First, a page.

Teaching is the heart and soul of the university setting; it's what makes the college environment unique and special in contrast to that of the national or corporate laboratory. All too often, there isn't enough incentive and reward for great teaching at universities. However, I enjoy the challenge of explaining abstract concepts in intuitive and concrete ways, and I look forward to contributing to my university's community in future teaching endeavours.
When teaching engineers, I believe it is important to connect physical phenomena, mathematical models, and device design principles. Only by understanding the interplay between these ideas can one be a successful engineer. In the context of optics, this means linking the fundamental physical and mathematical concepts used to model light and its interaction with matter; these powerful theories form the basis for the design and function of many optical devices and systems in all areas: biology, medicine, and telecommunications to name a few. As engineers, sophisticated models give us the benefit of being able to simulate and optimize the performance of any candidate optical design before it is ever built.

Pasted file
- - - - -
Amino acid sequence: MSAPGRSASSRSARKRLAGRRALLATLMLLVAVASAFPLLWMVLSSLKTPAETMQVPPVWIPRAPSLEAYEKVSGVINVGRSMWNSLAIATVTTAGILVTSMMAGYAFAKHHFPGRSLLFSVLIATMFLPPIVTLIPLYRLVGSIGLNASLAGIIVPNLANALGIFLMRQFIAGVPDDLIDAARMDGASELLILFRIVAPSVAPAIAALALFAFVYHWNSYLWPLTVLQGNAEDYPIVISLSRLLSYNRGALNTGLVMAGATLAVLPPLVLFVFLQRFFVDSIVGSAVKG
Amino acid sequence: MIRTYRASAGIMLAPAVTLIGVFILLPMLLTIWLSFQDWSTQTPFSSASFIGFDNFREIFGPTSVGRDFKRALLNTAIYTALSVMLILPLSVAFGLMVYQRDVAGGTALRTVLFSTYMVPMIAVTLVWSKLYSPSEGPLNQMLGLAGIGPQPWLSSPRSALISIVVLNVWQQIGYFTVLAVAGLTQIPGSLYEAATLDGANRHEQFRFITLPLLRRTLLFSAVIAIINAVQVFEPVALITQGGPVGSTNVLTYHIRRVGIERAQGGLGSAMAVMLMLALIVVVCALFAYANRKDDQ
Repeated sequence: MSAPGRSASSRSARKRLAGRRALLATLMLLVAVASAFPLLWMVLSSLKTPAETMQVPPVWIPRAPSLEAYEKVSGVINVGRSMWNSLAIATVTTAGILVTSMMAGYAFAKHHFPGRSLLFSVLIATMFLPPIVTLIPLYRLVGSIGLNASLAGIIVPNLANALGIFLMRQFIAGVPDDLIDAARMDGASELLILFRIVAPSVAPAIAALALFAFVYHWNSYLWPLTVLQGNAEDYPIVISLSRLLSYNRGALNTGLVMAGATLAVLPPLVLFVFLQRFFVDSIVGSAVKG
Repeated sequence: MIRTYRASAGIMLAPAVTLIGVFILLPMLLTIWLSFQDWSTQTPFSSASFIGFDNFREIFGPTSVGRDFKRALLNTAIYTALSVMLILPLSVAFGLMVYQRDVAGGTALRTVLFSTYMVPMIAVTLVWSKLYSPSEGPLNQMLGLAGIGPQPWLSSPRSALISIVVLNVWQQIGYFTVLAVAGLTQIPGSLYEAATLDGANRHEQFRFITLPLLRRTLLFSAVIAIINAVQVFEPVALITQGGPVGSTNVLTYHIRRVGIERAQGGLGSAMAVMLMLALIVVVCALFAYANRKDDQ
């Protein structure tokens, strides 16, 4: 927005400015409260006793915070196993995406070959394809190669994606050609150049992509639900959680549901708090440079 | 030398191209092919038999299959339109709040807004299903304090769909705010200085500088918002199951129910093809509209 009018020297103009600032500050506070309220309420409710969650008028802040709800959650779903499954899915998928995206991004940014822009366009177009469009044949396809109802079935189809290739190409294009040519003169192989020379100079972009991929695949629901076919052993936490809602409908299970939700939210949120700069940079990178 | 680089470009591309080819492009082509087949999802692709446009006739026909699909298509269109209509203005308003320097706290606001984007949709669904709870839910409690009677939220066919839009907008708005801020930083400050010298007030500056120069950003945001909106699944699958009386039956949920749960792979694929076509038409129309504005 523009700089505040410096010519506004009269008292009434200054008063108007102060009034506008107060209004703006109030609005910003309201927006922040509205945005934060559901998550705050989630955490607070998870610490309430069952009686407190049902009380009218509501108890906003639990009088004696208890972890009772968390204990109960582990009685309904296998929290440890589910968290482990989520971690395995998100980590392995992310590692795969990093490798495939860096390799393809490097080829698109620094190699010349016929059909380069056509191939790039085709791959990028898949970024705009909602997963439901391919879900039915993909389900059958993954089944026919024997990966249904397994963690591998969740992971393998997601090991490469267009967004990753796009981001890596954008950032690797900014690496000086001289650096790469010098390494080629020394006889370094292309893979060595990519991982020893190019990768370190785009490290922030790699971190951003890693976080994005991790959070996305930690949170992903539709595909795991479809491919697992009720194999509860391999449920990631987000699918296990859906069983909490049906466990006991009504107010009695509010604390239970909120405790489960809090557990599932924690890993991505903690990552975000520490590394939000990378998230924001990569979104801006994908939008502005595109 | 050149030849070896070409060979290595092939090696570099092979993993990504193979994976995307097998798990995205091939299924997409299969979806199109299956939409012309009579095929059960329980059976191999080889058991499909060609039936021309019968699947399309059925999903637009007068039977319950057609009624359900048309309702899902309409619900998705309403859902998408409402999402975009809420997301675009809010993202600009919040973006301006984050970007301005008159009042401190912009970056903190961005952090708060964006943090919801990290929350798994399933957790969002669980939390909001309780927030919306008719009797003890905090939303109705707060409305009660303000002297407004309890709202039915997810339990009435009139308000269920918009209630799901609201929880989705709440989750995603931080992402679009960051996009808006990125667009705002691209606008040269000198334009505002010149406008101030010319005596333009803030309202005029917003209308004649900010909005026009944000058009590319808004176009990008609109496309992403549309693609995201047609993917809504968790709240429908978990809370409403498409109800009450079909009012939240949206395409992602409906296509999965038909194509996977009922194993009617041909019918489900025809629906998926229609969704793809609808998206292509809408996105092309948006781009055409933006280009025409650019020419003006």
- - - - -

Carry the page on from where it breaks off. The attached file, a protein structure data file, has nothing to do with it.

Pedagogy is rarely addressed as part of graduate training, especially in science and engineering. How can assistant professors approach teaching his/her first class on a new campus sorely lacking in this professional training? Taking "Science and Engineering Course Design" and designing the undergraduate course "Introduction to Photonics" with Professor Audrey Ellerbee in the winter and spring of 2012 was a remarkably rewarding and eye-opening experience. Read